cheatgrass always prospers

Stephanie, moonrise, and undoubtedly some cheatgrass

Stephanie, moonrise, and undoubtedly some cheatgrass lurking amid the sage

“I listened carefully for clues whether the West has accepted cheat as a necessary evil, to be lived with until kingdom come, or whether it regards cheat as a challenge to rectify its past errors in land-use. I found the hopeless attitude almost universal.”

-Aldo Leopold, A Sand County Almanac (1949)

On the alluvial slopes of the southern Granite terminus, eight miles north of Gerlach on Highway 447, Bettina the plant surveyor pokes at the bone-dry soil with a wobbly metal rod. It is mid-afternoon. She is conducting a fifty-meter transect of the area, poking every meter along a line, and she calls out the species she encounters by their abbreviated names. “BRTE,” she says. It sounds like “bertie.” She follows with remarks on the substrate. Someone standing nearby records the data. Another meter further—“Bertie again.” Then another—drawn out now: “Burrrrrteeee”—for the perhaps the thirtieth time on that plot. She is familiar with this plant, bored by it. “Motha-fuckin’ bertie, ya’ll.”

Short for Bromus tectorum, “BRTE” is code for cheatgrass. It is by far the most numerous plant on the plot—in the Great Basin, as well—creeping along every inter-shrub gap, flanking the washes, bronzing the hillside. “The West has lost the battle against cheatgrass,” Bettina says resignedly, a researcher with boots on the ground, eyes on the front line of a spreading invasion.

The tawny swaths of cheatgrass nodding in the summer breeze are so ubiquitous, so enmeshed in the floral fabric of the Great Basin that it seems almost impossible to imagine a landscape rid of it. There would be so much empty space—even more than is generally expected in these parts. Cheatgrass crowds the interstices between sagebrush and greasewood; it grows right up under the canopy of juniper; it assimilates whole acres of disturbed bolson in blonde, burn-ready monoculture. It is the bland filler of the western desert, the serially-conflagrating cereal that has stumped ranchers, range ecologists and conservationists for decades.

The golden brome

The golden brome

Cheatgrass got its start on American soil in the 1890s, transported from its native Eurasia in ill-sorted grain shipments across the Atlantic. All of North America, it seemed, proved congenial to the invader’s adaptable lifestyle, but it was in the arid West that the annual truly came to fruition. Traveling alongside the westward expansionist, taking root where livestock grazed off the native grasses, cheat made rapid inroads in supplanting sage and greasewood habitat simply by, in the words of New York Times writer Felicity Barringer, “always being first”: first to germinate, first to wick up moisture, first to burn, and—after all that—first to sprout up in the scorched earth. Cheatgrass, named for its propensity to rob farmers of their yields by outcompeting crops, seemed unfairly equipped for primacy in the West—it was cheating, plain and simple, and rewriting the rules as it went.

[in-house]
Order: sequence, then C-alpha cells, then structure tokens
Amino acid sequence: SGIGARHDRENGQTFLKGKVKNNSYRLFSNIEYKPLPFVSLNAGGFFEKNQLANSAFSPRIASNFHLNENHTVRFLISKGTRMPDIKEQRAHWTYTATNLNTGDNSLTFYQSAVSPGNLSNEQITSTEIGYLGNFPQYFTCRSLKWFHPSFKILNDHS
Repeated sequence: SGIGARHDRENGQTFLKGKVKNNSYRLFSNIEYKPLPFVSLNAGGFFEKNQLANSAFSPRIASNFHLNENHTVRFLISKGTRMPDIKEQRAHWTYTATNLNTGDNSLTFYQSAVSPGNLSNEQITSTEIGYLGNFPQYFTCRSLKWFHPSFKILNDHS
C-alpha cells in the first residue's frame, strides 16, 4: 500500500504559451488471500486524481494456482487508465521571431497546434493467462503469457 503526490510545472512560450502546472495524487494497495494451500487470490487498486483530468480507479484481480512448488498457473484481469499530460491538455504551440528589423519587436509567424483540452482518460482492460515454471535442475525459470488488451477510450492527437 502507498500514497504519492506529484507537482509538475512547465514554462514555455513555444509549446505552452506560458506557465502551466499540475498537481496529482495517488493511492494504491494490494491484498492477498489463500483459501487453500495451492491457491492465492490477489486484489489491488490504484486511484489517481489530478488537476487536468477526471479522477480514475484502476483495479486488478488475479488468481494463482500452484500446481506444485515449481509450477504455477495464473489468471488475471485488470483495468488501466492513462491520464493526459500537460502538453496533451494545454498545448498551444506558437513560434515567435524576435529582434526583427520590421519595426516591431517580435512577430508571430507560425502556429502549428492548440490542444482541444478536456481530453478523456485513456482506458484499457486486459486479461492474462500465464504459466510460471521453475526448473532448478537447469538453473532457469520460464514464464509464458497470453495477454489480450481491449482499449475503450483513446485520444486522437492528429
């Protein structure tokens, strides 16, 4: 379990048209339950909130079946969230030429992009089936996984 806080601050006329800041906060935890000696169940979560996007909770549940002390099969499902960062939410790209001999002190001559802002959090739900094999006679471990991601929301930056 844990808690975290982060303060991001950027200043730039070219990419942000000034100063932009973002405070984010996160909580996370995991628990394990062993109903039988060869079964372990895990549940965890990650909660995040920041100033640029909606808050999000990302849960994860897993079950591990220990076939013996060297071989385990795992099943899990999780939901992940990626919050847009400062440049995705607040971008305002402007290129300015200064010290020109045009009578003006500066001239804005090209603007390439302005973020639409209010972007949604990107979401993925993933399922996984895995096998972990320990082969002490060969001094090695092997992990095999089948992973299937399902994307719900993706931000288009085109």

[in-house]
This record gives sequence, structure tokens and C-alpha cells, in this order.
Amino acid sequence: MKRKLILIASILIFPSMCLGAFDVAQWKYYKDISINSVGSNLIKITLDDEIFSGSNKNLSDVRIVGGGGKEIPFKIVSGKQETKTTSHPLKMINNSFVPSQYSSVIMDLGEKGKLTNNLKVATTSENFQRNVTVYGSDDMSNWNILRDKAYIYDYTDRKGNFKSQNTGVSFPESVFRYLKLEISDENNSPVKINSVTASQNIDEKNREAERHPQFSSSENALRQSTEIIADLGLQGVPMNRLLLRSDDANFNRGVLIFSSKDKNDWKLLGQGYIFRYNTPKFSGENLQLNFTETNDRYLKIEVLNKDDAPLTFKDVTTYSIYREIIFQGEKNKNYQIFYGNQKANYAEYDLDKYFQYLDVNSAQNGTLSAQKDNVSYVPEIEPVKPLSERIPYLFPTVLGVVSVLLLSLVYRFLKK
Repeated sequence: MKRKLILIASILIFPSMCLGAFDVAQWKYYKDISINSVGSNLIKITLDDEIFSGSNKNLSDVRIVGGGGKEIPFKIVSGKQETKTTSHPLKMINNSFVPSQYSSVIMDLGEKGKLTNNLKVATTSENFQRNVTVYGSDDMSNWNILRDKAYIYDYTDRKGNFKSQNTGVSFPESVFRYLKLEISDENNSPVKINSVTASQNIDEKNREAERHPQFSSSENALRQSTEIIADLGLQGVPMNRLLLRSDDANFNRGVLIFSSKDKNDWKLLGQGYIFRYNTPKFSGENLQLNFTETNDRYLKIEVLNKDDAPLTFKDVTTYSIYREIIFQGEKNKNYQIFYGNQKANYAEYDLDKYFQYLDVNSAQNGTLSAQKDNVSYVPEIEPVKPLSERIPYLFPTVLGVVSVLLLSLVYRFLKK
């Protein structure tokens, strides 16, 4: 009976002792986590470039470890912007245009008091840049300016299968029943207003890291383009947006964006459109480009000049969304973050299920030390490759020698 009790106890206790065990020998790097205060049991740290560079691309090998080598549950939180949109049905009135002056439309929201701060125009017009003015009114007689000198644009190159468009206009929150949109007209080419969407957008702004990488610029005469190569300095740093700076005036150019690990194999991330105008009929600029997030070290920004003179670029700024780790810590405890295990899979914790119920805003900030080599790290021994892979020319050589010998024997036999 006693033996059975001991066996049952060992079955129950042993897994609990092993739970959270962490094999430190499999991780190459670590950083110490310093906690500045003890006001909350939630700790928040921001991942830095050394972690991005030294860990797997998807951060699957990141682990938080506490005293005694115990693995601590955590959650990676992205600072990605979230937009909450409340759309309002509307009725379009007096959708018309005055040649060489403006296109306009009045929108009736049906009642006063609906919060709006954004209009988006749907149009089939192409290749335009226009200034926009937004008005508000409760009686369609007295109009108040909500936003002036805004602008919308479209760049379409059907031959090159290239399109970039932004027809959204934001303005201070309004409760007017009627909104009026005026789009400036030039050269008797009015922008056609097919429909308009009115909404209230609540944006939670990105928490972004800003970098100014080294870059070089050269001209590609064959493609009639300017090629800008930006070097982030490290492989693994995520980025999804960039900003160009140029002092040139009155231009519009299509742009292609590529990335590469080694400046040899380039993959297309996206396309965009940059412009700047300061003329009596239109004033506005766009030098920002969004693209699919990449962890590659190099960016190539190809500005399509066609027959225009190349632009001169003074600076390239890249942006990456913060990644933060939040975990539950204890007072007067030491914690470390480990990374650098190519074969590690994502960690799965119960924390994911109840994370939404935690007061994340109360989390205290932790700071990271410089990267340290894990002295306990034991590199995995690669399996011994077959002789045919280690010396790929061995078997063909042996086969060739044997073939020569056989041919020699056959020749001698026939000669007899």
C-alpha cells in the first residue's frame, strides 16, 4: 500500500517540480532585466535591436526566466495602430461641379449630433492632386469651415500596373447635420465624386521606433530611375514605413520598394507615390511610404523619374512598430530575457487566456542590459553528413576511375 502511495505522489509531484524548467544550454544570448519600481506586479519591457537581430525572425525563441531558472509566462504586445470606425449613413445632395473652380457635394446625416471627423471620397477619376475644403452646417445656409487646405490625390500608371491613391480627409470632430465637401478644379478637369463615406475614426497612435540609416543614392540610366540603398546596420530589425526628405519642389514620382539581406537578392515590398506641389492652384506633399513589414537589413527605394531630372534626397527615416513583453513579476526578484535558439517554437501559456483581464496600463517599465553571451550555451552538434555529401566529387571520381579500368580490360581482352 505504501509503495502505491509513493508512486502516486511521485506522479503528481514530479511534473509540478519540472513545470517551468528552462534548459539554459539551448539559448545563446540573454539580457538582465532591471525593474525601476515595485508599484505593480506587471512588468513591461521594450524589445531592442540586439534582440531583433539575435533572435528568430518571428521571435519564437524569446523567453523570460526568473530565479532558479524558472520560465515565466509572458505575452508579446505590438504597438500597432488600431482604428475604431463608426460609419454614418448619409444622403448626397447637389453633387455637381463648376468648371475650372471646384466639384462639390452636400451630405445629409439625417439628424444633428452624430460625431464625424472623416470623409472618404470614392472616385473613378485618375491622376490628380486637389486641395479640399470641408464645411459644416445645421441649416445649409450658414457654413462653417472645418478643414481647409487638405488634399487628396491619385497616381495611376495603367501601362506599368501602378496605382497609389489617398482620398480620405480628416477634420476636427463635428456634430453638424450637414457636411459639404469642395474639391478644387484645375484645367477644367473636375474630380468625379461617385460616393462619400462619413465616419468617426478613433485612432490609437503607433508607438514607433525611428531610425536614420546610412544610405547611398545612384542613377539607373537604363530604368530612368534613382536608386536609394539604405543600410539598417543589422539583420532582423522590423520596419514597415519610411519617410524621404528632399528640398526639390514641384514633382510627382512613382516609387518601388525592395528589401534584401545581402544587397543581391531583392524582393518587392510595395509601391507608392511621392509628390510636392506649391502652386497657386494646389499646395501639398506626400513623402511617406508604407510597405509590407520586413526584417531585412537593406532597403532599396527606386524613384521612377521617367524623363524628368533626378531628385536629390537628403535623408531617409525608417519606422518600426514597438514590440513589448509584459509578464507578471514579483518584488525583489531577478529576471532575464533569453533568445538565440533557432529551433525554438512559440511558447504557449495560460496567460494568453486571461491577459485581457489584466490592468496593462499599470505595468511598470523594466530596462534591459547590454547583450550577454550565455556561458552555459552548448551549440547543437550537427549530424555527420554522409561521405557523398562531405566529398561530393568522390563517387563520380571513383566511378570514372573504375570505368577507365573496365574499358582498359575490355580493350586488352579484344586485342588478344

There is nothing subtle about the cheatgrass strategy. Taking hold wherever native vegetation is disturbed or removed, its sprawling roots absorb the intermittent desert rain as soon as it falls. Stalks huddle together at densities exceeding 13,000 per meter squared. Their carpeted growth has been likened to flowing golden manes, thick blonde thatches. The almost exponential seed production of cheatgrass can reach 500 pounds per acre—or up to 50,000 seeds per square meter, whichever figure one prefers. Hedging against drought, the seeds carry a five-year shelf life. Today it is estimated that the Great Basin contains between 20 and 50 million acres of cheatgrass, with 10 to 12 million of those acres comprising near-monoculture tracts.

As an annual grass, cheat dies off every year. In its race for first place, it matures, produces seed, and senesces before native species do, leaving vast, dead, straw-colored clumps between living vegetation at the height of summer—fire season in the lightning-prone basin. Needless to say, cheat goes up like the Hundred-Acre Wood rendered in matchsticks. “Cheatgrass has utterly changed the fire ecology of the West,” says Stephanie, stewardship program manager at Friends of Black Rock. “Because of cheatgrass monocultures, fires are now much more frequent and much more devastating to sagebrush habitat in this area.” Baseline fire activity in the Great Basin is one sizeable burn every 30 to 70 years; species like sage are adapted to grow long and slow in those fire-free intervals. But in areas dominated by cheatgrass, every three to ten years sees a blaze that desolates the landscape, charring the soil, clearing the path for none other than the enabler itself to take root. In its own canny way, cheatgrass fuels its future generations with the dried-up corpses of the present.

Efforts to control the weed have met with little success. Monoculture areas can be decimated with herbicide, but standing yet is the issue of getting anything but more cheatgrass to crop up in its place. People make beer with it. Almost invariably, livestock prefer other grasses to it because “the backward-facing awls on the seeds get caught in their throats,” Stephanie says, especially when it’s dry. There are a number of biological weapons currently in testing—parasitic fungi and bacteria that hijack the plant’s ultra-efficient reproductive system—yielding efficacious results. But these sometimes afflict native perennial grasses as well, hampering their utility as a widespread control. In the meantime, amber waves of cheatgrain will increasingly carpet the basin, burning and spreading and burning until there’s no sage left. The West is being won by seedy little cheatgrass, and it promises to be a damn dirty fight.


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